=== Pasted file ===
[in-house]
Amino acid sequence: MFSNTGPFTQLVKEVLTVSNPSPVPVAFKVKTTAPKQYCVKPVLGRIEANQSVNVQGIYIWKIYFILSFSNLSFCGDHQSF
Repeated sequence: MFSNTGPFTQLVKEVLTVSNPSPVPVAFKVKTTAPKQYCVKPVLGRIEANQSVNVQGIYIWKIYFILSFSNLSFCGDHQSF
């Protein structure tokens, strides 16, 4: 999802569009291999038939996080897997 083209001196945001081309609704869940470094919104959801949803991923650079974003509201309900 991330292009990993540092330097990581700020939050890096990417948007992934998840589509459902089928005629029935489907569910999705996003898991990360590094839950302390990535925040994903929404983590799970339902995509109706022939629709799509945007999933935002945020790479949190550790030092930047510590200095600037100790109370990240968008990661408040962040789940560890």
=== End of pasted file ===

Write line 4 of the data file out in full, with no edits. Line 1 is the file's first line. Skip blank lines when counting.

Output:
């Protein structure tokens, strides 16, 4: 999802569009291999038939996080897997 083209001196945001081309609704869940470094919104959801949803991923650079974003509201309900 991330292009990993540092330097990581700020939050890096990417948007992934998840589509459902089928005629029935489907569910999705996003898991990360590094839950302390990535925040994903929404983590799970339902995509109706022939629709799509945007999933935002945020790479949190550790030092930047510590200095600037100790109370990240968008990661408040962040789940560890």